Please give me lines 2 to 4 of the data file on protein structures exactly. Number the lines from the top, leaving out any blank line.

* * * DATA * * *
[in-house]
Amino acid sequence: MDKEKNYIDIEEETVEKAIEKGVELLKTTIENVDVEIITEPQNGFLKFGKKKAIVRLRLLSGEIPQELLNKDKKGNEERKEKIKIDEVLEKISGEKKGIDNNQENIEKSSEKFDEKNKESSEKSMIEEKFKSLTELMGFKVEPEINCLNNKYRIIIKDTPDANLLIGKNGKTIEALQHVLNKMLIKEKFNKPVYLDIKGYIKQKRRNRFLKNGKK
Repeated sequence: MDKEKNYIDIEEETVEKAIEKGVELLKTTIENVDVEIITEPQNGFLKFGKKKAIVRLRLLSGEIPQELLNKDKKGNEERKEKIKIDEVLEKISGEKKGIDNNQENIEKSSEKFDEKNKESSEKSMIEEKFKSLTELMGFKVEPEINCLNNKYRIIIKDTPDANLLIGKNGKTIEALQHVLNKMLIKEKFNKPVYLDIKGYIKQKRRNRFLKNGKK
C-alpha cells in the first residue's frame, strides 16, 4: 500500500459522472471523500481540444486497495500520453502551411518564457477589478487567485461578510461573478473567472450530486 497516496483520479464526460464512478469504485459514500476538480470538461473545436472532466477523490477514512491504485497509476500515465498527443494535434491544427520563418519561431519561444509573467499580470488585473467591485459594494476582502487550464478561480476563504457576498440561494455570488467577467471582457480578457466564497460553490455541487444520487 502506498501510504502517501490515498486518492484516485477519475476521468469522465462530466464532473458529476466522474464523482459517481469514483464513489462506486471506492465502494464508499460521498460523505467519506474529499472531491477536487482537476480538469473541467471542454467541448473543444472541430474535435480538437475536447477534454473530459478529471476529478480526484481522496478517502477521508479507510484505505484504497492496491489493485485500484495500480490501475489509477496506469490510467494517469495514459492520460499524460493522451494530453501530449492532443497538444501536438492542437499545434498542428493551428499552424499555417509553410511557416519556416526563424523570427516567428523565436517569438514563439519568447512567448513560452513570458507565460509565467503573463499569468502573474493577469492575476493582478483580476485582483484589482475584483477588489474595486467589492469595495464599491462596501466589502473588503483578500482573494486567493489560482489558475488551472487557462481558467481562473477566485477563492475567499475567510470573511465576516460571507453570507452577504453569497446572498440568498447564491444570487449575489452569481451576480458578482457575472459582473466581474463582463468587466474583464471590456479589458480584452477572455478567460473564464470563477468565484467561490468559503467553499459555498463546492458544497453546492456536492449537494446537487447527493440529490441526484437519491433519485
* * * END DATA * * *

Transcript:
Amino acid sequence: MDKEKNYIDIEEETVEKAIEKGVELLKTTIENVDVEIITEPQNGFLKFGKKKAIVRLRLLSGEIPQELLNKDKKGNEERKEKIKIDEVLEKISGEKKGIDNNQENIEKSSEKFDEKNKESSEKSMIEEKFKSLTELMGFKVEPEINCLNNKYRIIIKDTPDANLLIGKNGKTIEALQHVLNKMLIKEKFNKPVYLDIKGYIKQKRRNRFLKNGKK
Repeated sequence: MDKEKNYIDIEEETVEKAIEKGVELLKTTIENVDVEIITEPQNGFLKFGKKKAIVRLRLLSGEIPQELLNKDKKGNEERKEKIKIDEVLEKISGEKKGIDNNQENIEKSSEKFDEKNKESSEKSMIEEKFKSLTELMGFKVEPEINCLNNKYRIIIKDTPDANLLIGKNGKTIEALQHVLNKMLIKEKFNKPVYLDIKGYIKQKRRNRFLKNGKK
C-alpha cells in the first residue's frame, strides 16, 4: 500500500459522472471523500481540444486497495500520453502551411518564457477589478487567485461578510461573478473567472450530486 497516496483520479464526460464512478469504485459514500476538480470538461473545436472532466477523490477514512491504485497509476500515465498527443494535434491544427520563418519561431519561444509573467499580470488585473467591485459594494476582502487550464478561480476563504457576498440561494455570488467577467471582457480578457466564497460553490455541487444520487 502506498501510504502517501490515498486518492484516485477519475476521468469522465462530466464532473458529476466522474464523482459517481469514483464513489462506486471506492465502494464508499460521498460523505467519506474529499472531491477536487482537476480538469473541467471542454467541448473543444472541430474535435480538437475536447477534454473530459478529471476529478480526484481522496478517502477521508479507510484505505484504497492496491489493485485500484495500480490501475489509477496506469490510467494517469495514459492520460499524460493522451494530453501530449492532443497538444501536438492542437499545434498542428493551428499552424499555417509553410511557416519556416526563424523570427516567428523565436517569438514563439519568447512567448513560452513570458507565460509565467503573463499569468502573474493577469492575476493582478483580476485582483484589482475584483477588489474595486467589492469595495464599491462596501466589502473588503483578500482573494486567493489560482489558475488551472487557462481558467481562473477566485477563492475567499475567510470573511465576516460571507453570507452577504453569497446572498440568498447564491444570487449575489452569481451576480458578482457575472459582473466581474463582463468587466474583464471590456479589458480584452477572455478567460473564464470563477468565484467561490468559503467553499459555498463546492458544497453546492456536492449537494446537487447527493440529490441526484437519491433519485